# How many different Tsuro tiles can exist?

The boardgame Tsuro consists of tiles, which each have 8 entry points. Each tile connects each point to exactly one other point. The game manual claims every tile is unique. The game consists of 35 such tiles.

How many unique such tiles could possibly exist?

My reasoning:

• You start with 8 free points. Choose any point, you now have 7 possibilities to connect.
• You now have 6 free points. Choose any point, you now have 5 possibilities to connect.
• You now have 4 free points. Choose any point, you now have 3 possibilities to connect.
• You now have 2 free points. Connect them (no choice possible).

This would lead to 7*5*3 : 105 possibilities. But I wouldn't know how to eliminate "doubles" caused by rotating a tile. Should I divide by 4, since 4 rotations are possible? That would be 26 tiles... but the game itself contains 35 and they are unique.

How should I reason?

• Well, here's why you can't just divide by $4$: Not all the rotations are unique - consider the tile in which each point is connected to the one directly opposite it on the other side - then this tile is rotationally symmetric. Another example in which not all rotations are unique is the bottom left tile in the picture you provided. – Peter Woolfitt Jan 2 '15 at 10:31

You can use Burnside's Lemma. I'll go through the calculation here, though you should read that page for this to make sense.

The set X is all 105 possibilities. The group G that acts on X is $\langle r | r^4 = 1 \rangle$, where r is a 90 degree rotation. Burnside's Lemma is applicable since each tile corresponds exactly to one orbit in X under G. The number of elements of X fixed by each element of G is

• $1: 105$
• $r: 5$
• $r^2: 25$
• $r^3: 5$

So the number of orbits (tiles) is $\frac{1}{4}(105+5+25+5)=35$. The hardest part is computing the $r^2: 25$ entry; here's how I did it:

• Case 1: No pair of antipodal points is connected. Choose any point: you have 6 legal possibilities to connect. Whatever you choose, $r^2$ fixes a second symmetrical connection, so you have 4 points left with 2 legal ways to connect them, for a total of 6*2=12 possibilities.
• Case 2: 2 pairs of antipodal points are connected. There are $\binom{4}{2}=6$ ways to pick the pairs and 2 ways to connect the reamining 4 points, for another 12 possibilities.
• Case 3: All 4 antipodal pairs are connected. There is only 1 such possibility.
• You'd probably also find this page interesting. – Benjamin Cosman Aug 28 '16 at 21:14
• $<abc>$ looks like this: $<abc>$, and $\langle abc\rangle$ looks like this $\langle abc\rangle$. #FriendsDoNotLetFriendsUseTheWrongAnglyThings – Mariano Suárez-Álvarez Aug 28 '16 at 21:19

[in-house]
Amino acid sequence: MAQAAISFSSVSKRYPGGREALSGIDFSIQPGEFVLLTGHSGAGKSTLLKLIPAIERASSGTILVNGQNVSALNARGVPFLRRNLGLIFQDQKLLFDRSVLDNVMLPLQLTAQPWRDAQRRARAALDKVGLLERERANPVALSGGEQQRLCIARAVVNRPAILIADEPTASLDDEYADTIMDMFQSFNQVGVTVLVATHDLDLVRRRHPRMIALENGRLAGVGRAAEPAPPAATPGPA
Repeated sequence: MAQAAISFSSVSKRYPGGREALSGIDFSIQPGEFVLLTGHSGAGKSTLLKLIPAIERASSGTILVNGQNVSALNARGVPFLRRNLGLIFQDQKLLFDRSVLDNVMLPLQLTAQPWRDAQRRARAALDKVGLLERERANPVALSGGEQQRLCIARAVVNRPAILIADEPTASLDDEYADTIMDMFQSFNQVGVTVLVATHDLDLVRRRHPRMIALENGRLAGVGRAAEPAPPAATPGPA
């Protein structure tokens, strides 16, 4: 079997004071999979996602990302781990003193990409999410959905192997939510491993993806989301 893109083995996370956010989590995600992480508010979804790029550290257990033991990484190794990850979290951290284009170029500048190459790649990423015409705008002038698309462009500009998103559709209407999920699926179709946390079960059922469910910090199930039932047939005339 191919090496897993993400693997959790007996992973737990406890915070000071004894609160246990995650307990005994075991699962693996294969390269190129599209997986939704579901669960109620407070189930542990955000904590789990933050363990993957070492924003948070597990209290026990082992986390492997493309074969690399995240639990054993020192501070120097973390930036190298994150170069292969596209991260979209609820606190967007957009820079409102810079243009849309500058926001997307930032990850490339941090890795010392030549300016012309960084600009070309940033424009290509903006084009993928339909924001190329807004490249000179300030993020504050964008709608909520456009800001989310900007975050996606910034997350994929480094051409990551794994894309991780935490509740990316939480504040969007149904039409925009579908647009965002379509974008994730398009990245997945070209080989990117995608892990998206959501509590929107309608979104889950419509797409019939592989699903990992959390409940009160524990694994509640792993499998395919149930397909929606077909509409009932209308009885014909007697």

• Interesting approach, thank you! – Konerak Aug 29 '16 at 7:07

One can reduce further the $105$ possible tiles, down to the minimum possible of $35$ topologically unique tiles via $mod\, 8$ arithmetic, $1+7=(8)=0$.

Modulo $8$ arithmetic (each tile has $8$ ports numbered $0123457$) allows $CW$ and $CCW 2$-dimensional rotations (can not flip a tile, as a flip would represent a $3D$ rotation). To keep this simple, there are no negative integers here, $0-1=7$ is being interpreted as $7+1=0$.

A $45^{\circ}$ rotation is represented by adding/subtracting 1 to/from the port #.

Rotations of $90^{\circ}, 180^{\circ}, 270^{\circ}$ are represented by adding/subtracting $2, 4, 6$ respectively. I just added $2, 4, 6$ used only addition.

Represent a pair of two connected ports of a tile by a $2$-digit number. For example $15$ means port#1 is connected to port#5, i.e. not decimal fifteen.

Represent each tile via a quad set of number pairs, non repeating digits,for example $\{01, 23, 45, 67\}$.

Note $\{01, 14, 26, 57\}$ is not a valid tile as digit "1" -port#1- appears twice.

Example of $180^{\circ}$ rotation:

Tile $\{04, 12, 36, 57\}$ is rotated $180^{\circ}$ by adding (modulo 8) $+4$ to each of its digits.

$$0+4=4$$

$$4+4=(8)=0$$

$$1+4=5$$

$$2+4=6$$

$$3+4=7$$

$$6+4=(10)=2$$

$$5+4=(9)=1$$

$$7+4=(11)=3$$

Thus rotated tile becomes $\{40, 56, 72, 13\}$ and will order/describe/ its ports from low-to-high (as each numbers-pair is commutative, $40=04$ and $72=27$).

Therefore this $180^{\circ}$ rotated tile becomes $\{04, 13, 27, 56\}$.

Rotate all $105$ tiles by $0^{\circ}, 90^{\circ}, 180^{\circ}, 270d^{\circ}$, (find & write all quad sets).

Use Excel, reorder the port# numbers from low-to-high, and eliminate all duplicate tiles.

End result = $35$ unique quad sets representing $35$ unique tiles.

May follow my analysis summary at:

There are 5 ways to make a tile that is invariant under $90^\circ$ rotations: Just connect one pint to any other point except its rotational predecessor or successor, then the rest is fixed. This would correct your count to $\frac{105-5}4+5=29$, which is more, but still too few. You should also count, how many tiles are possible with a $180^\circ$ symmetry. Of course, the $90^\circ$ symmetric tiles are among them, but there are also some "new" such tiles. If there are $k$ such tiles, then the total count gets corrected to $\frac{105-5-k}{4}+5+\frac k2$, so you can make an educated guess what $k$ is ;)